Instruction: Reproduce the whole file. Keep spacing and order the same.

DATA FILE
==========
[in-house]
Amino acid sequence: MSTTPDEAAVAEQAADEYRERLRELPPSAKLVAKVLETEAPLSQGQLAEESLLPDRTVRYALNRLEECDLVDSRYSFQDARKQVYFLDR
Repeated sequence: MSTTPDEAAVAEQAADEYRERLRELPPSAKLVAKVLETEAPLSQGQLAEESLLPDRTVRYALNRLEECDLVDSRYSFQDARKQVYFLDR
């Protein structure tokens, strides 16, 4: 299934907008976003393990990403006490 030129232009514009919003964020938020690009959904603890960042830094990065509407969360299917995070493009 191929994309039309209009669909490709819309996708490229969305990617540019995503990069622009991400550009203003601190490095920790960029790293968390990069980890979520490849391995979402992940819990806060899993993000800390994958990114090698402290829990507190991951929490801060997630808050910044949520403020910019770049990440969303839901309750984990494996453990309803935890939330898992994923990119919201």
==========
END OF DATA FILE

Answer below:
[in-house]
Amino acid sequence: MSTTPDEAAVAEQAADEYRERLRELPPSAKLVAKVLETEAPLSQGQLAEESLLPDRTVRYALNRLEECDLVDSRYSFQDARKQVYFLDR
Repeated sequence: MSTTPDEAAVAEQAADEYRERLRELPPSAKLVAKVLETEAPLSQGQLAEESLLPDRTVRYALNRLEECDLVDSRYSFQDARKQVYFLDR
């Protein structure tokens, strides 16, 4: 299934907008976003393990990403006490 030129232009514009919003964020938020690009959904603890960042830094990065509407969360299917995070493009 191929994309039309209009669909490709819309996708490229969305990617540019995503990069622009991400550009203003601190490095920790960029790293968390990069980890979520490849391995979402992940819990806060899993993000800390994958990114090698402290829990507190991951929490801060997630808050910044949520403020910019770049990440969303839901309750984990494996453990309803935890939330898992994923990119919201």